And, I don't think me stating that I would stick up for myself (or others) against bullying therefore makes me a bully, but again, that's just my perception of the situation.
    Yeah, I don't think sticking up for yourself against a bully makes you a bully. This makes no sense to me.

  • Oct 15

    Quote from Orca
    Several come to mind. Inpatient geropsych unit in a metropolitan hospital, female patient who seemed to have her days and nights inverted, resisted being put to bed at night. Would walk the halls checking doors and looking in rooms. Found out after talking to family members that she was a retired RN who worked night shift for many years. I noticed that when she checked doors, it wasn't as if she was trying to escape the unit, but rather that she was checking to make sure that the doors were secured. If we let her sit in the nurse station for a few minutes and arrange papers, she was much happier because she believed that she was helping.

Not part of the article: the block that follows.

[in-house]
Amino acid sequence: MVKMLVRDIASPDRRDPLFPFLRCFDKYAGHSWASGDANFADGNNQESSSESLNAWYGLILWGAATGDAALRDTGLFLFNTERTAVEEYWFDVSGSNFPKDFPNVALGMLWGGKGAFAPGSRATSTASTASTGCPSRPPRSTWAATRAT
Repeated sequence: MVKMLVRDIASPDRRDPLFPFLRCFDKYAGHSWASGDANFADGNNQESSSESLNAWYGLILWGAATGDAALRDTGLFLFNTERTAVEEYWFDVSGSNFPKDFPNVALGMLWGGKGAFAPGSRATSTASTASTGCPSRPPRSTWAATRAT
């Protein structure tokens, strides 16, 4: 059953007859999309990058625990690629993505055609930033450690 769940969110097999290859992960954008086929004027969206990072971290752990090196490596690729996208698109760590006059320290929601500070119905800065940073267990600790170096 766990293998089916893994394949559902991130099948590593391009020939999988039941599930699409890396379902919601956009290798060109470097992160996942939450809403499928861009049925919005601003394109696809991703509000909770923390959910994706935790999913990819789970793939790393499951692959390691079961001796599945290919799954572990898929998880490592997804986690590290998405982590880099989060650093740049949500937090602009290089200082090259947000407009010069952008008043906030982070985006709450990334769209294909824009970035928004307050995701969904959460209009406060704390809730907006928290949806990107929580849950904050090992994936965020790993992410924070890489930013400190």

I also worked geropsych. We had a dementia patient -- and former nurse-- who would take off running down the hall yelling, "Call the pharmacy! Call the pharmacy! I've made a med error!".

    Talk about being trapped in Hell.

  • Oct 10

    Quote from Orca